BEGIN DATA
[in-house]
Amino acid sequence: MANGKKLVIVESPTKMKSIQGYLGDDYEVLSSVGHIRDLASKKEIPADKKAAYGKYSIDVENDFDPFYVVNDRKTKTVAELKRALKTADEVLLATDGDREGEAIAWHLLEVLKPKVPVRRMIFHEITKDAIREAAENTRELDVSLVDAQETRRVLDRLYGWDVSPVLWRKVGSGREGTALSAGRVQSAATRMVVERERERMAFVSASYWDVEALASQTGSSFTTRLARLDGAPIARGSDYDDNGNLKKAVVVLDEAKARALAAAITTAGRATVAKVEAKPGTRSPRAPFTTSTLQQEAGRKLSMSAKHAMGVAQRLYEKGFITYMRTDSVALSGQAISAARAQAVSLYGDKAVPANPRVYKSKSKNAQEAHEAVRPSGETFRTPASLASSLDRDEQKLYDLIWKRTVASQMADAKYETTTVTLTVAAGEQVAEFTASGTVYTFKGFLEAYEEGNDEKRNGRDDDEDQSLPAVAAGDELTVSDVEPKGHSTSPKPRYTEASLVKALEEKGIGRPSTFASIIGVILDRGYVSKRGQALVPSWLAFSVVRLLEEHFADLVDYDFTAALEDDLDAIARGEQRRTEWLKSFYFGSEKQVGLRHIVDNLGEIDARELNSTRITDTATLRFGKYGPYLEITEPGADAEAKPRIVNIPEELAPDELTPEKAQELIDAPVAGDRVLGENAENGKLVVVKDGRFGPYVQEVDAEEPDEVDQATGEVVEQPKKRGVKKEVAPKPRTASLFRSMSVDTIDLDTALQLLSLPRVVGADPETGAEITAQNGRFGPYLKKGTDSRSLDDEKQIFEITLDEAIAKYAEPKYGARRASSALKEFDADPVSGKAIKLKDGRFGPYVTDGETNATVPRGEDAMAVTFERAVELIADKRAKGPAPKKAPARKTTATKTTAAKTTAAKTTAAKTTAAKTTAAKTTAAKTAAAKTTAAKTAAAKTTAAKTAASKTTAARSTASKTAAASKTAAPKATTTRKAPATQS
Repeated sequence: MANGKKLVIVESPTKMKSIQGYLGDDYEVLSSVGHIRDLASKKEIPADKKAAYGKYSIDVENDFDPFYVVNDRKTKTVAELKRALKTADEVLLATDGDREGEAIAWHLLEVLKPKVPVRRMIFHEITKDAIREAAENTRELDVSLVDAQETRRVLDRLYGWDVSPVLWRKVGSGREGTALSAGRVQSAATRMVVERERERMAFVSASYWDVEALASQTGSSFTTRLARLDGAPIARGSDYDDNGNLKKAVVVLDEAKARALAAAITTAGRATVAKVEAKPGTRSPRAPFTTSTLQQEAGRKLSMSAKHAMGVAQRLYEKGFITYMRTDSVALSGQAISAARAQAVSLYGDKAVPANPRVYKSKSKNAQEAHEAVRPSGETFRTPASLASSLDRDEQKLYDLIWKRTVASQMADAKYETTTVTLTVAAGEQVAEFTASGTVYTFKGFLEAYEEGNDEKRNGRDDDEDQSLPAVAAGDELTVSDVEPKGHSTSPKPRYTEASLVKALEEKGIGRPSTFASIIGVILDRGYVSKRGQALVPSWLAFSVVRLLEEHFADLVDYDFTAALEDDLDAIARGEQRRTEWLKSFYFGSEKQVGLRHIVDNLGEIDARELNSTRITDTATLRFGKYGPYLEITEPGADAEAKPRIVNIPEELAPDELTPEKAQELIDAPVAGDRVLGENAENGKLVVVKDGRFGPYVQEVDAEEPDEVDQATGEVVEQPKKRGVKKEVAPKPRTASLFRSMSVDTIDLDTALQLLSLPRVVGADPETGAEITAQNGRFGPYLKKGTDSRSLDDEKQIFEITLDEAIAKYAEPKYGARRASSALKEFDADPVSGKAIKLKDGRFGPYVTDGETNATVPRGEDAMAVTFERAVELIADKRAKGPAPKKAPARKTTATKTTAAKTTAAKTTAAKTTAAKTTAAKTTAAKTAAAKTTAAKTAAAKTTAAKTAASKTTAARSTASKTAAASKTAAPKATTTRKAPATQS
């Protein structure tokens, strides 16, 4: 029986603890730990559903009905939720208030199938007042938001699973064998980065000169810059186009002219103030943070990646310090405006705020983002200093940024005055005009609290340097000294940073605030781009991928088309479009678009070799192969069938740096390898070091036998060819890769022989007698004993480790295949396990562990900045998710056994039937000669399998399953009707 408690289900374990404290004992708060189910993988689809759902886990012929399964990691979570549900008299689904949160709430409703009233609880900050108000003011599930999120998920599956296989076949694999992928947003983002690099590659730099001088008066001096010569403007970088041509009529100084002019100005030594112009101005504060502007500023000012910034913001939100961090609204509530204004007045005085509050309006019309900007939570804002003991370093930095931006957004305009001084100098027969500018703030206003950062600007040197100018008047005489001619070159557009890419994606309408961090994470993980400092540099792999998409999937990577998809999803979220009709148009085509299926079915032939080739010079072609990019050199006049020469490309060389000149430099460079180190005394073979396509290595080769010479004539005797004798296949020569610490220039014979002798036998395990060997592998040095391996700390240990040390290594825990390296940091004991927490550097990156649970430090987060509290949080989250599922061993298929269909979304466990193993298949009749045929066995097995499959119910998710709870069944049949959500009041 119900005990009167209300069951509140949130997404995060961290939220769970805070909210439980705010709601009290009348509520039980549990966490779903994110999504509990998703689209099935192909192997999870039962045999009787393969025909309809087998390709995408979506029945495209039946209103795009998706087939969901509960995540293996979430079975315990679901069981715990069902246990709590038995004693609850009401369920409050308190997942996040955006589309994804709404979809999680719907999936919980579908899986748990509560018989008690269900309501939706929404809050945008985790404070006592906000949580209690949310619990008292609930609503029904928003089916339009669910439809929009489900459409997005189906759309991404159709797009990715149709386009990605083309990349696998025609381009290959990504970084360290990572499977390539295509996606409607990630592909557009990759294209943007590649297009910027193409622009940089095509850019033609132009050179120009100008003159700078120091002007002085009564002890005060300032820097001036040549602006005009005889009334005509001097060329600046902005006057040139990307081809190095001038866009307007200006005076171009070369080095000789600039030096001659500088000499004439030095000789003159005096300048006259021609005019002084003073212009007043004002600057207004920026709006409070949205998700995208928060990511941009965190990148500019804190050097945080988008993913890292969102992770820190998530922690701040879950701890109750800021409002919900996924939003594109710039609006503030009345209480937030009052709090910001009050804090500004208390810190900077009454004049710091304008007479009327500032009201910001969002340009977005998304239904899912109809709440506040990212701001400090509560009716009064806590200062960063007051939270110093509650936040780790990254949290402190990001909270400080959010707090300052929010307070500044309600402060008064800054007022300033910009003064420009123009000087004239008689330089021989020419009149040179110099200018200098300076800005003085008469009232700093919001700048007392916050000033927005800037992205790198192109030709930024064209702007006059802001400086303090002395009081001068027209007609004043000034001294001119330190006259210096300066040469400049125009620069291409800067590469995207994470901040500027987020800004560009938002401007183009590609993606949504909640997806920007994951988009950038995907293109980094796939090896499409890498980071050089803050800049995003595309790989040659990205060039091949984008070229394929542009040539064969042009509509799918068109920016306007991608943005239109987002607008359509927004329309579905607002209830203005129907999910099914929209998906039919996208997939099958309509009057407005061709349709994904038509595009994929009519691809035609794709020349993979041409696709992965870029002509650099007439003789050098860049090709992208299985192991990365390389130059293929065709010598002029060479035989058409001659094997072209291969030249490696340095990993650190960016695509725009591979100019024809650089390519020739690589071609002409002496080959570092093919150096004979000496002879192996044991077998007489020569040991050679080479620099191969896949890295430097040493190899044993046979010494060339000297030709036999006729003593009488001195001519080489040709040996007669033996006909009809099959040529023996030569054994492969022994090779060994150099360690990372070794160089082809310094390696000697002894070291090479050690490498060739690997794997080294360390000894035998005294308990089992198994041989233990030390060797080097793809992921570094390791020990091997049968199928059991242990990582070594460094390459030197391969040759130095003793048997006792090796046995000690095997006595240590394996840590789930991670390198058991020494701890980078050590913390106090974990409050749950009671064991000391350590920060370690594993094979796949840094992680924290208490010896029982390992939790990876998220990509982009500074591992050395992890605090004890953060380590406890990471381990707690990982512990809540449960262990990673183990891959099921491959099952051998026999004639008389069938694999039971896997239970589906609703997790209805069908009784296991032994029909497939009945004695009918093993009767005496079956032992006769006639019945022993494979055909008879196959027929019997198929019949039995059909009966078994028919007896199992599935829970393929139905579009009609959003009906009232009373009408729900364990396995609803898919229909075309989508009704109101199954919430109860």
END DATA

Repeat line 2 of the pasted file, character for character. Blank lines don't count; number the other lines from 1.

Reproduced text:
Amino acid sequence: MANGKKLVIVESPTKMKSIQGYLGDDYEVLSSVGHIRDLASKKEIPADKKAAYGKYSIDVENDFDPFYVVNDRKTKTVAELKRALKTADEVLLATDGDREGEAIAWHLLEVLKPKVPVRRMIFHEITKDAIREAAENTRELDVSLVDAQETRRVLDRLYGWDVSPVLWRKVGSGREGTALSAGRVQSAATRMVVERERERMAFVSASYWDVEALASQTGSSFTTRLARLDGAPIARGSDYDDNGNLKKAVVVLDEAKARALAAAITTAGRATVAKVEAKPGTRSPRAPFTTSTLQQEAGRKLSMSAKHAMGVAQRLYEKGFITYMRTDSVALSGQAISAARAQAVSLYGDKAVPANPRVYKSKSKNAQEAHEAVRPSGETFRTPASLASSLDRDEQKLYDLIWKRTVASQMADAKYETTTVTLTVAAGEQVAEFTASGTVYTFKGFLEAYEEGNDEKRNGRDDDEDQSLPAVAAGDELTVSDVEPKGHSTSPKPRYTEASLVKALEEKGIGRPSTFASIIGVILDRGYVSKRGQALVPSWLAFSVVRLLEEHFADLVDYDFTAALEDDLDAIARGEQRRTEWLKSFYFGSEKQVGLRHIVDNLGEIDARELNSTRITDTATLRFGKYGPYLEITEPGADAEAKPRIVNIPEELAPDELTPEKAQELIDAPVAGDRVLGENAENGKLVVVKDGRFGPYVQEVDAEEPDEVDQATGEVVEQPKKRGVKKEVAPKPRTASLFRSMSVDTIDLDTALQLLSLPRVVGADPETGAEITAQNGRFGPYLKKGTDSRSLDDEKQIFEITLDEAIAKYAEPKYGARRASSALKEFDADPVSGKAIKLKDGRFGPYVTDGETNATVPRGEDAMAVTFERAVELIADKRAKGPAPKKAPARKTTATKTTAAKTTAAKTTAAKTTAAKTTAAKTTAAKTAAAKTTAAKTAAAKTTAAKTAASKTTAARSTASKTAAASKTAAPKATTTRKAPATQS